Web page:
By: Mandelena Santos
Bourj el-Barajneh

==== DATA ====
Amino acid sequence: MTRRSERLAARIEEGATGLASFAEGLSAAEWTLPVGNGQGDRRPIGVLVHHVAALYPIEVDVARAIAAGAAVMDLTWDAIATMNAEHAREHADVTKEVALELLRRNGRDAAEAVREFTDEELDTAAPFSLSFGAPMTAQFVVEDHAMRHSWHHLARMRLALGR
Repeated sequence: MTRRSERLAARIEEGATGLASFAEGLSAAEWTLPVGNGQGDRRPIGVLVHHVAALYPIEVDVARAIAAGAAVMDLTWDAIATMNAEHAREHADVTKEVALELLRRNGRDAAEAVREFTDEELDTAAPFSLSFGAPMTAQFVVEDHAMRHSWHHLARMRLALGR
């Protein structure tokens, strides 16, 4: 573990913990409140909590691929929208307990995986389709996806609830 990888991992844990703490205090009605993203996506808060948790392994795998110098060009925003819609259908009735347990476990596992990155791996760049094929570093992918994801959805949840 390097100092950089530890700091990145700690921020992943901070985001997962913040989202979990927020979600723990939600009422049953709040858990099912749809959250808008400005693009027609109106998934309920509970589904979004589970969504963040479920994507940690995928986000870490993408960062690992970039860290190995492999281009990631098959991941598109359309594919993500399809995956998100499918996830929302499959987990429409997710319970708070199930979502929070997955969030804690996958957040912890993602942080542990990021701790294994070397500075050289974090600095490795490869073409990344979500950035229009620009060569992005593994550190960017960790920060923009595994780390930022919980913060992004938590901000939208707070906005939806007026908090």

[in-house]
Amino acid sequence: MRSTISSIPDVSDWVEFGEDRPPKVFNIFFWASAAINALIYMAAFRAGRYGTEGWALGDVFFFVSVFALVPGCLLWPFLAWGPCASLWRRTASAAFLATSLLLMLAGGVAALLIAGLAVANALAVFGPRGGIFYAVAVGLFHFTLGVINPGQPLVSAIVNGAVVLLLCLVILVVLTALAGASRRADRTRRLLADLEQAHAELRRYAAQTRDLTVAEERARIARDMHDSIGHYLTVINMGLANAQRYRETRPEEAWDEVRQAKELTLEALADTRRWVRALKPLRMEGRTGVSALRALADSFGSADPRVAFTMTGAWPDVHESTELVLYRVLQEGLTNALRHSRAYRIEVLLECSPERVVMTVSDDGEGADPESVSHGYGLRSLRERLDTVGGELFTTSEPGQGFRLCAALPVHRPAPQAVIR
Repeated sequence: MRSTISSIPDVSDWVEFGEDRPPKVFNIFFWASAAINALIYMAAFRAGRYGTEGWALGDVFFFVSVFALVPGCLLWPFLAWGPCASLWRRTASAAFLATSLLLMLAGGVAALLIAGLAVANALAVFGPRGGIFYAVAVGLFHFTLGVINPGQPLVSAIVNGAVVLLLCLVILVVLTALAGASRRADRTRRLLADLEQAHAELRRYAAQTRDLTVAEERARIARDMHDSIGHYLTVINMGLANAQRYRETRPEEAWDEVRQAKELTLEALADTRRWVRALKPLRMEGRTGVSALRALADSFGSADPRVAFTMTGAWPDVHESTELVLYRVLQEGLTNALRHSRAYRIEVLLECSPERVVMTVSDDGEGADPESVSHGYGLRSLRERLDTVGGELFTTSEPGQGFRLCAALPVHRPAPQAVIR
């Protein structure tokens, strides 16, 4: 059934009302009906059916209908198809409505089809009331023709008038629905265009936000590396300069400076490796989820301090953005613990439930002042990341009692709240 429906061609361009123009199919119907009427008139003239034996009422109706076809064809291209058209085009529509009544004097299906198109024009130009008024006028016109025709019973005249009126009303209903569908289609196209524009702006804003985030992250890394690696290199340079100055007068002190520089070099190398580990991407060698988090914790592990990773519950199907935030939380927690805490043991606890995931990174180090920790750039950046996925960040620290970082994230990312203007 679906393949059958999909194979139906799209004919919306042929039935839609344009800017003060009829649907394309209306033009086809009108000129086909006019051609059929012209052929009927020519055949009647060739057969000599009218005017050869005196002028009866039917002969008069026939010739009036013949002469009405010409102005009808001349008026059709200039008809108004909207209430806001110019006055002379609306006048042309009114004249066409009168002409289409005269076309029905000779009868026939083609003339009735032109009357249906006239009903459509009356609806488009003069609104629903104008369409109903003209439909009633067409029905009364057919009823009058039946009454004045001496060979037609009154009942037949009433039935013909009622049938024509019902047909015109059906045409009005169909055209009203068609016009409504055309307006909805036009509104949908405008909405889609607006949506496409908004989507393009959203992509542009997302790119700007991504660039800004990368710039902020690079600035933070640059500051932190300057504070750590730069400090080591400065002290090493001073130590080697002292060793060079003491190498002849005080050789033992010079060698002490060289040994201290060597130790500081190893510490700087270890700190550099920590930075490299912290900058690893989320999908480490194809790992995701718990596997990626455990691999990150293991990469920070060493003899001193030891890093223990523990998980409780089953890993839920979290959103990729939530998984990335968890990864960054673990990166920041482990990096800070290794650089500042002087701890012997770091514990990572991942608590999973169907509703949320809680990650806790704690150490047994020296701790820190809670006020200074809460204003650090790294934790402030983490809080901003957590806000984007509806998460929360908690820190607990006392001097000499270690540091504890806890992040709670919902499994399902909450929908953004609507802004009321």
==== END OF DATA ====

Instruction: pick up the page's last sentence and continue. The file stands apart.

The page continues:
Even before I walked into the camp I recalled what I had read in last year’s newsletter about the first impressions of a former CEPAL intern. To paraphrase, she stated that she felt comfortably at home in Bourj el Barajneh but that still she was aware that her experience was not like those who lived in the camp since she knew always that she had the luxury to leave should she so desire. I held these thoughts close to me, as I believed that they would be significant to my experience in Bourj. Throughout my time here I have often deliberated upon what my luxury to retreat from my surroundings without losing my ability to return means to me and to those who have been deprived of this opportunity. It is difficult to believe that people who have experienced and continue to experience so much pain and have had so much taken away from them can be so giving. And it is because of this that, at times, it is easy to forget that they have lived through so much unrest. The bullet-ridden structures in which they live are a constant reminder of their affliction, however, as are the photos of the family members who were killed which hang ominously on the nearly identical paint-peeled walls of their various meticulously clean homes. The proximity of their surroundings adds to the close and warm feeling of the camp but it also can feel equally suffocating. With no parks to stroll in or play grounds for children to run and play the tiny concrete alleyways hardly suffice for the human necessity for the physical release of energy through exercise. Before I arrived at Bourj el Barajneh I remember telling people that the children had no where to play. They could hardly believe me and I also had difficulty conceiving it. I thought that there had to be somewhere that they could run around freely. But the only open space is filled with debris and thus the small passage-ways are what the children use to make do. Daily, as I walked to my classes the children and adults smiled and said hello. Their strength of spirit moved me. I found myself thinking of my luxury and how it could be so easy for them to resent me yet how they embraced me instead. The hospitality and warmth of the people I have met has awakened a new consciousness in me. I am now more aware of the life that the Palestinians here face and also more cognizant of the world’s obliviousness to their plight. I hope that my time here has enhanced their ability to acquire their own voice in the ever-increasing English dominated world.

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